CORONAVIRUS

Spanish government to reduce sales tax on face masks from 21% to 4%

Finance minister says that a new reduction on the maximum price for surgical face coverings is also being considered

Finance Minister and government spokesperson María Jesús Montero in Congress on Wednesday.
Finance Minister and government spokesperson María Jesús Montero in Congress on Wednesday.Mariscal / EFE

Spain will reduce the rate of sales tax on face masks from 21% to 4%, said the government on Wednesday.

Finance Minister and government spokesperson María Jesús Montero said in Congress yesterday that the Cabinet will approve a decree next week reducing the value added tax (VAT) on these products, which are mandatory in public spaces for everyone aged six and above.

The compulsory use of face masks has been in place for months, as Spain continues to struggle to curb the spread of the coronavirus. On Tuesday, the number of reported single-day fatalities reached 411, a number unseen since the days of the full lockdown in the spring.

“This government will be alert to ensure that the reduction on VAT translates into a lower price for consumers and not into higher margins for businesses,” said Montero.

“I can also announce that we are going to once again reduce the maximum sale price to the public,” she added. In April, the government set the top price for surgical masks at €0.96 per unit.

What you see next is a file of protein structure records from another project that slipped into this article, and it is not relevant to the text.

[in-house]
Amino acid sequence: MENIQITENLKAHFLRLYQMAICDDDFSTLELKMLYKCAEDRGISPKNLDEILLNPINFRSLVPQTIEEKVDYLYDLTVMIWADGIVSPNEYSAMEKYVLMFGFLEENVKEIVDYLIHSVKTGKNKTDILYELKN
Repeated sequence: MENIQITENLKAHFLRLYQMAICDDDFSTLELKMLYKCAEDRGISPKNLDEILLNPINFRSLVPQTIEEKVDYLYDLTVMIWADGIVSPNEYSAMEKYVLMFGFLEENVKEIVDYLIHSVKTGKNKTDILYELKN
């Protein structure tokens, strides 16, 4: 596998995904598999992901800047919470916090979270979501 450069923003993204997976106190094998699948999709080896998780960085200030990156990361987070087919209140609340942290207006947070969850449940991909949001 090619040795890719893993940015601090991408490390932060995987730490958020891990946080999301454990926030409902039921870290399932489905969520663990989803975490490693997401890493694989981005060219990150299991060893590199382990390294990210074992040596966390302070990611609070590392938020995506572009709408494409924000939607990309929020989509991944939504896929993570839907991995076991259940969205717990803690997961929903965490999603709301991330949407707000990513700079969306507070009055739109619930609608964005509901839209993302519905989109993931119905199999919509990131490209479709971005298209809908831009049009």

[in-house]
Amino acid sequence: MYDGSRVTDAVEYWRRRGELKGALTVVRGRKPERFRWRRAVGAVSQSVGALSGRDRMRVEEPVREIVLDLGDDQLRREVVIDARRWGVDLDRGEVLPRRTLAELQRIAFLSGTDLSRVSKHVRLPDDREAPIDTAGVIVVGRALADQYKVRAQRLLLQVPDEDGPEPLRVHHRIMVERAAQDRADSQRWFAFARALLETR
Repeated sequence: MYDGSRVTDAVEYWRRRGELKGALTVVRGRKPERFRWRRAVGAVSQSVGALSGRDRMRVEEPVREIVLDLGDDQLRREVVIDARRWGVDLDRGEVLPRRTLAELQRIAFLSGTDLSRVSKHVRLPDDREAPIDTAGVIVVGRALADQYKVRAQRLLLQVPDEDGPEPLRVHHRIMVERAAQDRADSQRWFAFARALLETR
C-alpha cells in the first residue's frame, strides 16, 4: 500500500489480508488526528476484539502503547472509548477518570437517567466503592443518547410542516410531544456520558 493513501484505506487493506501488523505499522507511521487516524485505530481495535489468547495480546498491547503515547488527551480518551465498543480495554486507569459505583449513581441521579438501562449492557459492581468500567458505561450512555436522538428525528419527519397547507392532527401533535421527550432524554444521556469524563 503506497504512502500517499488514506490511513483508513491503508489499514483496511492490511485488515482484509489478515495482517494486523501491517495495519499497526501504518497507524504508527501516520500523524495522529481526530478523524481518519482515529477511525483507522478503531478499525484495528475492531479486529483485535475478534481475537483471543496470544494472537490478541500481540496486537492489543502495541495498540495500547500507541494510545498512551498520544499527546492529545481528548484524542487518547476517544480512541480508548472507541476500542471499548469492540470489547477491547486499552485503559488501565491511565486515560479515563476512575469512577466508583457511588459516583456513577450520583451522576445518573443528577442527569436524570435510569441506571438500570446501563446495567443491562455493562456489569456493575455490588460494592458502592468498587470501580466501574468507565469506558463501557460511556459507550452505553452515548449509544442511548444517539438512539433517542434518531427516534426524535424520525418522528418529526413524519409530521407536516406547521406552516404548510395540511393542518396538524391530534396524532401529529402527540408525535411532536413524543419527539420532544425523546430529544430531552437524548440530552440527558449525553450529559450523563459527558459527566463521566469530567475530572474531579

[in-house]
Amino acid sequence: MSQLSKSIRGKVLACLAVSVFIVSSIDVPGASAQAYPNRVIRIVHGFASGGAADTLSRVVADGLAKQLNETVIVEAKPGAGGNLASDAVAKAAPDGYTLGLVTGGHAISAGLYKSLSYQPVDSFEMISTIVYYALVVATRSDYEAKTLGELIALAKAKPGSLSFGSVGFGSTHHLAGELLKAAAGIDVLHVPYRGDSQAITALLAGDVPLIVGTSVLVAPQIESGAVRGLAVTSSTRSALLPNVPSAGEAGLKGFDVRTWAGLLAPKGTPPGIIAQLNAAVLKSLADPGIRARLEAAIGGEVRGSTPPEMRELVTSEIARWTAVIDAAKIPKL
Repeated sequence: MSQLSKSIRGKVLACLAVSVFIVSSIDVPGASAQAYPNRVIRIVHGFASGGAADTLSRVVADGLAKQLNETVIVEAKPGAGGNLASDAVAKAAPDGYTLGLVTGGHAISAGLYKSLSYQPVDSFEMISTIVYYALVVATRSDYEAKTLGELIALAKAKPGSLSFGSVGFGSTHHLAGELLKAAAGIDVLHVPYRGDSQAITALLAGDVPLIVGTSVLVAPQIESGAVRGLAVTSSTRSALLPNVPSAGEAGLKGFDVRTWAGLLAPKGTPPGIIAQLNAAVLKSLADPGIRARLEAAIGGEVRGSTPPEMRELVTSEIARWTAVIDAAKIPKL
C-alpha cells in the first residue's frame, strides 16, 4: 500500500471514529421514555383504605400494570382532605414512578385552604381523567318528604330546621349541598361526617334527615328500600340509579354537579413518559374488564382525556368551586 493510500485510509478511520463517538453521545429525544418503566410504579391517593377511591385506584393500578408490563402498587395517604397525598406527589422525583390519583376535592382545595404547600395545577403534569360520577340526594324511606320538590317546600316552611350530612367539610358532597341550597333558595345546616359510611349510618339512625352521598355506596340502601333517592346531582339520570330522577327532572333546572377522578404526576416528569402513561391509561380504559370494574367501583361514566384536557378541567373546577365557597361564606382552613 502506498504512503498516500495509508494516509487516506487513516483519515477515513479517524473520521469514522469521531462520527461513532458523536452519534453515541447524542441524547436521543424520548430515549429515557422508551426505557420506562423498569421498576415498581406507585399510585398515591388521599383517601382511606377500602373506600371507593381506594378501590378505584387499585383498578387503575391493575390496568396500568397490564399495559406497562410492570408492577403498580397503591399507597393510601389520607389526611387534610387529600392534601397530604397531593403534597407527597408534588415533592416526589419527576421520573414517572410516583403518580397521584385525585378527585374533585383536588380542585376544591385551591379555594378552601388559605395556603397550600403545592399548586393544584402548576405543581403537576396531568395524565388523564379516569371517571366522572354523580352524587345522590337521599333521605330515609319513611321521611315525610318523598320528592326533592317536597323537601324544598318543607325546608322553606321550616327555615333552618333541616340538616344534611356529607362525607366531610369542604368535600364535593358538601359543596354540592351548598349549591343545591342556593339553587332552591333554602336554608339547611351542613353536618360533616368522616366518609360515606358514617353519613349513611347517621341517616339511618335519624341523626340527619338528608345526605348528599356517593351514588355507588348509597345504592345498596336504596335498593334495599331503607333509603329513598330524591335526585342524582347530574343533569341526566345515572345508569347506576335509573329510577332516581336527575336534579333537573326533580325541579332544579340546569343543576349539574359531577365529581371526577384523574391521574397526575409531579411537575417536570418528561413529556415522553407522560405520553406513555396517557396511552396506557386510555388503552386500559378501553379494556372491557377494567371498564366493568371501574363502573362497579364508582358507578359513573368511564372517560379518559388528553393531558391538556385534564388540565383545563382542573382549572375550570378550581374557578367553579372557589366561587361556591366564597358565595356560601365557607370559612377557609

Several European countries have either reduced or suspended VAT on this product and regulated its price. Face masks are taxed at 6% in Portugal, 5.5% in France, and 5% in Germany. In Italy, Belgium and the Netherlands, there is no value-added tax on face masks.

Montero had previously said on several occasions that the government was unable to reduce VAT on face masks because European regulations prohibited such a move, adding that if the European Commission ever authorized it, Spain would make the cut.

On Wednesday, the minister told Congress that written authorization from Brussels came in the day before. Brussels reportedly confirmed that current EU legislation does not allow for VAT modification, but that due to the exceptional situation created by the pandemic, no sanctions will be applied against Spain, just as none have been applied against any other member state.

The EU executive is also working on changes so that coronavirus vaccines and detection tests may also benefit from reduced VAT.

English version by Susana Urra.

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